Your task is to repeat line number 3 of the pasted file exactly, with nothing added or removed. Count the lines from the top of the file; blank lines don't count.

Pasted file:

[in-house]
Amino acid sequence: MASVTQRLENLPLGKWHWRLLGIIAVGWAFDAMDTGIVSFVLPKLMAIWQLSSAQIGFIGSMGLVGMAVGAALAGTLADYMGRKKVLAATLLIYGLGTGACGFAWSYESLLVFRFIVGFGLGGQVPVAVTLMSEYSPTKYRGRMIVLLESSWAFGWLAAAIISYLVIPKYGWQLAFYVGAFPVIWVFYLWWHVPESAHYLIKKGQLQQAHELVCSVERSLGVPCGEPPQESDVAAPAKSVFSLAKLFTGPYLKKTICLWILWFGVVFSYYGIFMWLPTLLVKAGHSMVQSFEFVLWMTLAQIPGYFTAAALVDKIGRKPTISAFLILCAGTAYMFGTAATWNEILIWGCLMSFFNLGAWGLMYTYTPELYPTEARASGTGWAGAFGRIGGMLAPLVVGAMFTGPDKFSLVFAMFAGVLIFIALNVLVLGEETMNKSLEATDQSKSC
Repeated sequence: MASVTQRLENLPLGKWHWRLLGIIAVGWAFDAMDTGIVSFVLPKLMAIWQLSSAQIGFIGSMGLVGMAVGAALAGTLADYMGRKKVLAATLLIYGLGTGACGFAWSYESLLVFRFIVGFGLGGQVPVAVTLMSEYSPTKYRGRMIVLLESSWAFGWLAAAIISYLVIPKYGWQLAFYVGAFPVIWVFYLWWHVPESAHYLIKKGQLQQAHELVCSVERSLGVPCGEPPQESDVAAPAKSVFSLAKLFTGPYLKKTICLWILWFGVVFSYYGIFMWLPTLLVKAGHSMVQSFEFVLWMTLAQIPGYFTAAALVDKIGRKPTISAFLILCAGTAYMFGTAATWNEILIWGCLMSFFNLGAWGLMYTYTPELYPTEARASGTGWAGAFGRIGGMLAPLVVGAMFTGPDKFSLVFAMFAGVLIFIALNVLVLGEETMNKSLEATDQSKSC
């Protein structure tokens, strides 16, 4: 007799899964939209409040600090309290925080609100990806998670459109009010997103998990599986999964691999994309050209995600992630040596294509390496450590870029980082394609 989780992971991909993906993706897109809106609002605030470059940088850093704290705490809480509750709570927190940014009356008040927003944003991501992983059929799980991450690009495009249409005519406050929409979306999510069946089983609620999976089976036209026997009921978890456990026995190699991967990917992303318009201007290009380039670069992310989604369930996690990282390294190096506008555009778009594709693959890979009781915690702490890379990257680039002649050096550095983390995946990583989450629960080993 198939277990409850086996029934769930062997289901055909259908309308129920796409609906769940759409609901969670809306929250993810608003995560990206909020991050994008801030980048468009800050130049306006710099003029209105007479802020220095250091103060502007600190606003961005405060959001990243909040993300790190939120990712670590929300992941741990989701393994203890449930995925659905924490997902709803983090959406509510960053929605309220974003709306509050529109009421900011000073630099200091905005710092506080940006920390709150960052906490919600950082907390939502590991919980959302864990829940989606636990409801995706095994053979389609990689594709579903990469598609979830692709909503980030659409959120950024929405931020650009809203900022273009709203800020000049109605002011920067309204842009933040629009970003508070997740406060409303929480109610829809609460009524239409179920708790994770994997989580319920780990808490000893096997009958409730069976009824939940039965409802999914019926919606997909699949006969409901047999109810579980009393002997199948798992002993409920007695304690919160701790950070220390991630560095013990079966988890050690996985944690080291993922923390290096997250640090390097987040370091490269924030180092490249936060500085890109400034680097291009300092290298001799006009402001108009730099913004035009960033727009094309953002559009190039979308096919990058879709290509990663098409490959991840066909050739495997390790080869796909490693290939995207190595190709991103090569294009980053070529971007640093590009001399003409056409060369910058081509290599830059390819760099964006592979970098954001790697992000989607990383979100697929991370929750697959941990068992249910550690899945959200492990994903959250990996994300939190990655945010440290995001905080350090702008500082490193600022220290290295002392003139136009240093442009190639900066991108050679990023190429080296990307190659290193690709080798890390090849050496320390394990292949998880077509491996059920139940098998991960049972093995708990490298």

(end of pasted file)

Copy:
Repeated sequence: MASVTQRLENLPLGKWHWRLLGIIAVGWAFDAMDTGIVSFVLPKLMAIWQLSSAQIGFIGSMGLVGMAVGAALAGTLADYMGRKKVLAATLLIYGLGTGACGFAWSYESLLVFRFIVGFGLGGQVPVAVTLMSEYSPTKYRGRMIVLLESSWAFGWLAAAIISYLVIPKYGWQLAFYVGAFPVIWVFYLWWHVPESAHYLIKKGQLQQAHELVCSVERSLGVPCGEPPQESDVAAPAKSVFSLAKLFTGPYLKKTICLWILWFGVVFSYYGIFMWLPTLLVKAGHSMVQSFEFVLWMTLAQIPGYFTAAALVDKIGRKPTISAFLILCAGTAYMFGTAATWNEILIWGCLMSFFNLGAWGLMYTYTPELYPTEARASGTGWAGAFGRIGGMLAPLVVGAMFTGPDKFSLVFAMFAGVLIFIALNVLVLGEETMNKSLEATDQSKSC